Without the correct energy balance, physiological priorities begin to change and reproduction is compromised. The amount of nutrition needed depends upon body size, body weight, milk production and activity level.


Body condition score (BCS) is monitored before breeding, be- fore kidding and at weaning. The higher the score (1 – emaciated through 9 – obese), the sooner the does will recycle and the breeding season will be shortened. We like our does to be in a BCS of 6 before breeding. The kids will have a higher birth weight and gain weight faster after parturition. Because we kid in the brush, it is important that our kids are born strong, aggressive and double their birth weight in 14 days.


As the kids reach 7 to 8 weeks of age, the BCS of the doe will begin dropping to 5. Our kids are weaned at 12 weeks of age and the BCS on the does is 4 to 5. If the does drop below a 4 (cull), as it takes both energy and protein supplementation along with high qual- ity forage to get them back to a 6. It takes about 3 to 4 months and that means losing out on a breeding season, depending on the breed- ing schedule. If this happens continuously over a period of three breeding seasons, then the birth weight and growth rate of the kids are greatly compromised. Therefore, maintain body condition as it saves money over the long haul. Reproduction is also affected by the readiness of the bucks to


breed. The does can be ‘flushed’ and ready to be bred. If the bucks have not been hot synchronized (minimum of three weeks before breeding), then it will lengthen the breeding season, or, there will be fewer does bred. Reproduction efficiency increases ease of kidding management. If the bucks and does are ready to breed, about 80% of the does will kid during the first 21 day heat cycle and the other 20% kidding in less than 15 days. We begin checking heat 3 weeks before we want to put the bucks out. It is important to know what does are ovulating and how many.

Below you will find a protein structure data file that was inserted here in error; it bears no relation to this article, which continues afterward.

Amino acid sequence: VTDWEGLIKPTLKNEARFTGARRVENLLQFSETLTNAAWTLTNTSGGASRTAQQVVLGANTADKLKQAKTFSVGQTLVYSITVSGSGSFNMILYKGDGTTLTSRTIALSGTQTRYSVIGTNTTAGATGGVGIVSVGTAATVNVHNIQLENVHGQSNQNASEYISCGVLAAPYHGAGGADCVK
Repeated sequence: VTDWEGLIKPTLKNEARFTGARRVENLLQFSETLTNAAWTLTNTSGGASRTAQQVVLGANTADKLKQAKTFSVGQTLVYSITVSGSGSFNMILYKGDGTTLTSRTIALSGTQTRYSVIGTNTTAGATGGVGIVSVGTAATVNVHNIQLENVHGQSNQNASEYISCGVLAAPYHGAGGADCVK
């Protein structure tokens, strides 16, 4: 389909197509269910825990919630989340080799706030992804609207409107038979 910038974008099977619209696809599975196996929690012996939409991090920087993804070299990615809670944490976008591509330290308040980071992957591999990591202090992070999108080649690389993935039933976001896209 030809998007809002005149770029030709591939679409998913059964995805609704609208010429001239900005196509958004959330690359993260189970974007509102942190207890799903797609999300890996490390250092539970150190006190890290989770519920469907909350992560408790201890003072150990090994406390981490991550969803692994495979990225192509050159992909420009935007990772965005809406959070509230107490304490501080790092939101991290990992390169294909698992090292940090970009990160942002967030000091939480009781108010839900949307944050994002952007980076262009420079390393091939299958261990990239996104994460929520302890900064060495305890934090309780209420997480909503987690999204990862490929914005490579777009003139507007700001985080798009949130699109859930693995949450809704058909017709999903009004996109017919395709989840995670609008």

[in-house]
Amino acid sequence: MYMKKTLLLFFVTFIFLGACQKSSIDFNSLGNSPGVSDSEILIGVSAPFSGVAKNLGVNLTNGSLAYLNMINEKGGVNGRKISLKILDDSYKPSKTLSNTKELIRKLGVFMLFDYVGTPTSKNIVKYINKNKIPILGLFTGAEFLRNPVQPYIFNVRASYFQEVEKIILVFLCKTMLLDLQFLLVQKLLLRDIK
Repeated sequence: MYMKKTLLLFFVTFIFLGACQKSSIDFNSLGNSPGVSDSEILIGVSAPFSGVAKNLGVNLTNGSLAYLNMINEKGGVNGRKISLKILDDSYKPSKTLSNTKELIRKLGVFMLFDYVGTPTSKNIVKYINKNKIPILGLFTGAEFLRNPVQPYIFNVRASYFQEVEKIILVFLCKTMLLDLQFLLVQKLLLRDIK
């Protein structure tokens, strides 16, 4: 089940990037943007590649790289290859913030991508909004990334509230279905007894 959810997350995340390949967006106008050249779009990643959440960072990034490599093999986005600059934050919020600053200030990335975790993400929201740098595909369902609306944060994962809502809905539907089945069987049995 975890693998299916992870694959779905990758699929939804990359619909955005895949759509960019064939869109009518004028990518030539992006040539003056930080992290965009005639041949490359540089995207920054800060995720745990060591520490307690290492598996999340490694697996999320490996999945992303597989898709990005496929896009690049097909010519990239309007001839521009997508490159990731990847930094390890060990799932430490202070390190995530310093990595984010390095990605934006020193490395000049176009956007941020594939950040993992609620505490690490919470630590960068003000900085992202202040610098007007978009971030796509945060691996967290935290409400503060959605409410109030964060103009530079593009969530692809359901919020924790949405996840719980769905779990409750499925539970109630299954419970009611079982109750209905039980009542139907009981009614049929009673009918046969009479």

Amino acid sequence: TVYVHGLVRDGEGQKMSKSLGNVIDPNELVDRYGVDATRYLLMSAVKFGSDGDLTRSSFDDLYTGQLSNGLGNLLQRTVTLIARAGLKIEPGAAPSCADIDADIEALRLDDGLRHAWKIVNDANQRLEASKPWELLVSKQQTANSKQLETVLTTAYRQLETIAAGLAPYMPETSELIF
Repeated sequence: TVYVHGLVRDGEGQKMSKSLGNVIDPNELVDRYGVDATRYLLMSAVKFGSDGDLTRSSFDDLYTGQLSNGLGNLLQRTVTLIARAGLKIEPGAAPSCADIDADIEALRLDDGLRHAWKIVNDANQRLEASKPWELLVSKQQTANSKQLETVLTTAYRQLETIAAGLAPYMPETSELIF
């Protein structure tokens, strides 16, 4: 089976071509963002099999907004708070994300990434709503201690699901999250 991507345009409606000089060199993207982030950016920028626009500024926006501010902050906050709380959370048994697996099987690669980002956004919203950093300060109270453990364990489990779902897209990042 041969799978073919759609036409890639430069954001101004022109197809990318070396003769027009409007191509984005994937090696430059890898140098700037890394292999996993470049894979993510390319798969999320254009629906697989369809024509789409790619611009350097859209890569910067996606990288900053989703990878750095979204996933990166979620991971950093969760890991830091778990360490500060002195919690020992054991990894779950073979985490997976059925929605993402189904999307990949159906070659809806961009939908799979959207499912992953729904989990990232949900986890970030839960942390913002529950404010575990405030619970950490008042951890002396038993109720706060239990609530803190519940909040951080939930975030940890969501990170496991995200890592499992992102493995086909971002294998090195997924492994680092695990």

Growth Rate Growth rate of the kids and weanoffs is a very important selec-


tion criterion. We weigh the kids at birth, at weaning (3 months), 8 months and again at 12-15 months of age. Birth weight is affected by nutrition the last trimester as 80% of the fetal growth takes place at this time. The weaning weight is a measure of the dam’s ability to mother and produce milk. At 8 months, the young goat has survived the initial weaning stress, foraging for itself, and re-structuring of its’ social acceptance within a mob. It is a better indication of an indi- vidual’s potential.


The 12-15 month weight gives you a good indication of mature weight as this weight is approximately 80% to 85% of the mature weight of a Goats Unlimited Kiko. This weight is also a good indi- cation of genetic expression. We are cautious not to select replace- ment stock from the extreme range of birth weight, weaning weight and weight gain post-weaning (always selecting those individuals just above the average). Our goal is to have a moderately sized goat that grows rapidly carrying a high percentage of lean red meat but is not an expense to feed. We have been selecting for growth rate as our niche market de- mands a young (6 to 7 month old) 75 pound liveweight goat. All of that weight gain comes from foraging unless weather conditions are severe and supplementation is needed to maintain basal metabolism or body condition. Our Goats Unlimited Kiko herdsires have increased our rate of gain weight, from weaning to 7 months of age, by 25 pounds. Selecting for growth rate is a long term genetic process. There has been a lot written over the years on both the pros and cons of linear measurements, which measurements to use, how


May 2020 | Goat Rancher 35